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WARNER MUSIC

MOVIE INFO

Cast:
The Rolling Stones

Synopsis:
The Stones have captured their record reaching "Bridges to Babylon Live" show onto a rockin' two hour video. Shot in St.Louis, MO, it captures all of the highlights of the concert including a light and video show and all of your favorite songs.

MPAA:
Rated NR

DVD DETAILS
Presentation:
Fullscreen 1.33:1
Audio:
English Dolby Digital 5.1
English Dolby Stereo
Subtitles:
None
Not Closed-captioned

Runtime: 120 min.
Price: $19.98
Release Date: 11/17/1998

Bonus:
• None


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EQUIPMENT
Sony 36" WEGA KV-36FS12 Monitor; Sony DA333ES Processor/Receiver; Panasonic CV-50 DVD Player using component outputs; Michael Green Revolution Cinema 6i Speakers (all five); Sony SA-WM40 Subwoofer.

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The Rolling Stones: Bridges to Babylon Tour (1997)

Reviewed by Colin Jacobson (January 5, 2004)

Whether one truly believes that the Rolling Stones remain "the world's greatest rock band," at this point they can rightfully lay claim to the title of "the world's most remarkable rock band." Whatever one may think of the group - and any act as successful as they certainly has more than a few detractors - the fact that they have remained one of the most popular bands in the world for four decades straight is awfully amazing. During an era in which most new bands have trouble maintaining success for two or three years, a band that's past its fortieth anniversary and still filling stadiums certainly deserves some recognition.

One of the main criticisms frequently leveled at the Stones occurs due to the alleged lack of deviation from their musical "formula"; i.e., the Stones in 1998 didn't really sound all that different from the Stones in 1978 or 1968. To a certain degree, that's true, though not as uniformly as many would insist. The Stones do attempt different styles and genres on their albums, but because their signature sound is so distinctive, these attempts may not be readily recognized.

One area in which agree that the Stones tend to be too conservative is their concerts. I've seen the Stones 36 times since 1989, and while the shows are consistently interesting and entertaining, their song selection can't exactly be called "adventurous." Basically, you're talking lots of hits and radio favorites; anyone looking for obscurities will probably be disappointed.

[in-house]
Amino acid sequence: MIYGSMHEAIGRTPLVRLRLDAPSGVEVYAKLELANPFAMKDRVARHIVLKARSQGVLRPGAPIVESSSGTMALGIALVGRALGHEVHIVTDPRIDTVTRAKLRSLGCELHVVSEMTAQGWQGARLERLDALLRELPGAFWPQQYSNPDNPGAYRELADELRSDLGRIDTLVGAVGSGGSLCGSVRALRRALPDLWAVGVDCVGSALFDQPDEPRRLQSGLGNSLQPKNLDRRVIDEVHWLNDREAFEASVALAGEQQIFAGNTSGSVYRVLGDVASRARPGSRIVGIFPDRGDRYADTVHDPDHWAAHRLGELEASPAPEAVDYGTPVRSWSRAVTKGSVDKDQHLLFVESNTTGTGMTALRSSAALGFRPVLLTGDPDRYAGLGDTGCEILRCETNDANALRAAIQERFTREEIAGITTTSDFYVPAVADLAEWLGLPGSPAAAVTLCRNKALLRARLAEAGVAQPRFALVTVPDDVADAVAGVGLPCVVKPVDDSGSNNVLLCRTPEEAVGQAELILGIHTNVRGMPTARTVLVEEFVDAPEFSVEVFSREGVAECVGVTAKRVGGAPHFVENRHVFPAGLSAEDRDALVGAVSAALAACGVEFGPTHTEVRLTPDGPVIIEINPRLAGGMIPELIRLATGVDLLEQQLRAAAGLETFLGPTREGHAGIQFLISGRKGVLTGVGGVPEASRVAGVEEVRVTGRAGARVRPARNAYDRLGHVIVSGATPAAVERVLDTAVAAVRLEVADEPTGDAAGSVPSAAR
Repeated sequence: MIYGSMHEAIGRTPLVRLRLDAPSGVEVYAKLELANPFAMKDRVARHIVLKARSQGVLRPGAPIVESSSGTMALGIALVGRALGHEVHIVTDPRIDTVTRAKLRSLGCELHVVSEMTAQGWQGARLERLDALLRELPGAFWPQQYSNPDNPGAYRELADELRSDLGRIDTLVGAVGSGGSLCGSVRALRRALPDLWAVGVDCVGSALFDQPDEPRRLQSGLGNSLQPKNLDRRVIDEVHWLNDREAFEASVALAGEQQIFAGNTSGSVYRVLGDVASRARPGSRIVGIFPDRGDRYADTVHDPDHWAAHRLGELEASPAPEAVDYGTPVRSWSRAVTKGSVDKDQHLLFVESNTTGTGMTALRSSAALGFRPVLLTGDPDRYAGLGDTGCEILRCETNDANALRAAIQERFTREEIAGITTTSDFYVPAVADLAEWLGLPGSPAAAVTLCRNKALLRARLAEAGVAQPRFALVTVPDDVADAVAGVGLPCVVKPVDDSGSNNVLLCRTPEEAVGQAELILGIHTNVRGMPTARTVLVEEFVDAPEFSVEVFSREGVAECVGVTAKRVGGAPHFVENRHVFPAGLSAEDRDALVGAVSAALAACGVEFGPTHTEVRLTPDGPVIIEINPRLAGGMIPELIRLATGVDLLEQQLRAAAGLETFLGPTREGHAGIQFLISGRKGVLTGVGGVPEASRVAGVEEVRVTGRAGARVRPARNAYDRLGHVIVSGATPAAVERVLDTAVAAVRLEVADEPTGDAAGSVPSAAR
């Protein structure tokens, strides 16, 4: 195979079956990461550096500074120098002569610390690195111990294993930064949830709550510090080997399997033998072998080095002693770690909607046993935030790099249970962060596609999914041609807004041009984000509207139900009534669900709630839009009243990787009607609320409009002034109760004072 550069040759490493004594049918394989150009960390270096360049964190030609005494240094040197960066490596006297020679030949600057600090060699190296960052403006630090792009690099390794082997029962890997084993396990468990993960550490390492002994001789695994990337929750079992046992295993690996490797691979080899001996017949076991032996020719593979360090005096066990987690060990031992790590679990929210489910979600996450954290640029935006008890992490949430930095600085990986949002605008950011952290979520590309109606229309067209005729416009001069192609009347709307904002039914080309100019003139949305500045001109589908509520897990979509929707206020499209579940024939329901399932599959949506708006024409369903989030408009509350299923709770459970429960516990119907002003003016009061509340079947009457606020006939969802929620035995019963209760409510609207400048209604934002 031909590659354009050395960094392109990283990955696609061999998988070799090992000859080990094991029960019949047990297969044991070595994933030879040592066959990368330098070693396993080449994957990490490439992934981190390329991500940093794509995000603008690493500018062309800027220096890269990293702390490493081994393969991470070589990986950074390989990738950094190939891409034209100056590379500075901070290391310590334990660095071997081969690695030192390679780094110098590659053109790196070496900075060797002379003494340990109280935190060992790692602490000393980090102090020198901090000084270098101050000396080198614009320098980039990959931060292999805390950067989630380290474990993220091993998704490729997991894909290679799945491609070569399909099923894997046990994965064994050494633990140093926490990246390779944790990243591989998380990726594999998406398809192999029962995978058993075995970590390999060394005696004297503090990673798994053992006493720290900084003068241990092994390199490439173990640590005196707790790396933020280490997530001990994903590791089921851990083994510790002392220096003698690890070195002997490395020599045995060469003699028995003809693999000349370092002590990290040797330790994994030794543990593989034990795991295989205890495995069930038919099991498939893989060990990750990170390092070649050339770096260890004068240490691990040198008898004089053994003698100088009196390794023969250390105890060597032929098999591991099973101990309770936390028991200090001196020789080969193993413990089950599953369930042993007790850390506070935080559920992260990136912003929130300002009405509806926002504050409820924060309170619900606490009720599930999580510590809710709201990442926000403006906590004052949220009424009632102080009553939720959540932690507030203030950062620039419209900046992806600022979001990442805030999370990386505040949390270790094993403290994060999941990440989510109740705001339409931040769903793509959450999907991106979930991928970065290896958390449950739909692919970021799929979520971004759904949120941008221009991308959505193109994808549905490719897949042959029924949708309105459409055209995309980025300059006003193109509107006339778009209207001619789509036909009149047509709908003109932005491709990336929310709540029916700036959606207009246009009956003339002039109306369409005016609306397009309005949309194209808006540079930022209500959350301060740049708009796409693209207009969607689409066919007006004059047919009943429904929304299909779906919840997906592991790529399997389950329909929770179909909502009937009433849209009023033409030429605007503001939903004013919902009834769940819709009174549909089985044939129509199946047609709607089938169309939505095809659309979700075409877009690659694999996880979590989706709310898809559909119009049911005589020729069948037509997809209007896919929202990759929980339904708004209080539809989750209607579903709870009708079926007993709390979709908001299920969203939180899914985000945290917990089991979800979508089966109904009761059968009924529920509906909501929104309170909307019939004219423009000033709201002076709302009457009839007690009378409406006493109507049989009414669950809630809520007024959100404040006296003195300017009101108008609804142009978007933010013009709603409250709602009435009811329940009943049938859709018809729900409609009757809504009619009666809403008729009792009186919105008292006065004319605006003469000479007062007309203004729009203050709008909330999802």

The DVD release of the December 12, 1997, concert from their Bridges to Babylon tour - also broadcast as a pay per view special - highlights this tendency. Of the 19 songs included in this program, 14 are instantly recognizable to the vast majority of the public - fans or not - as "Stones classics." We get tunes like "Satisfaction," "Brown Sugar," and "Start Me Up", which virtually everyone will know. Of the other five, one's a classic, but not associated with the Stones ("Like A Rolling Stone" by that Zimmerman guy), three are from the then-current Bridges to Babylon album, and one ("I Wanna Hold You") is an obscure Keith track from Undercover. Like I said, not a whole lot of surprises here; basically theyíre all songs that the casual fan - the kind of person in the majority amongst the tens of thousands at the stadiums - instantly knows.

While the song selection is fairly tired, the performance is not, though it also lacks surprises. At this point in their career, I don't think the Stones are truly capable of any real surprises. That's not meant as a criticism; it's meant as a recognition that the Stones are truly a professional, well- oiled machine at this point. This means that while it's unlikely that you'll experience a poor performance by the band, it's also unlikely that you'll witness a transcendent show. Take that as good or bad, but that's where the Stones are as they near the end of their fourth decade together.

The Bridges to Babylon Live DVD lives up to this statement. It's a solid show, and it lacks any significant flaws. It represents the Stones as they currently are: a tremendously solid live act but not one that will likely blow your socks off.


The DVD Grades: Picture B+/ Audio B/ Bonus F

Rolling Stones: Bridges to Babylon Tour í97-Ď98 appears in an aspect ratio of approximately 1.33:1 on this single-sided, double-layered DVD; as such, the image has not been enhanced for 16X9 televisions. Though not excellent, the picture generally looked solid.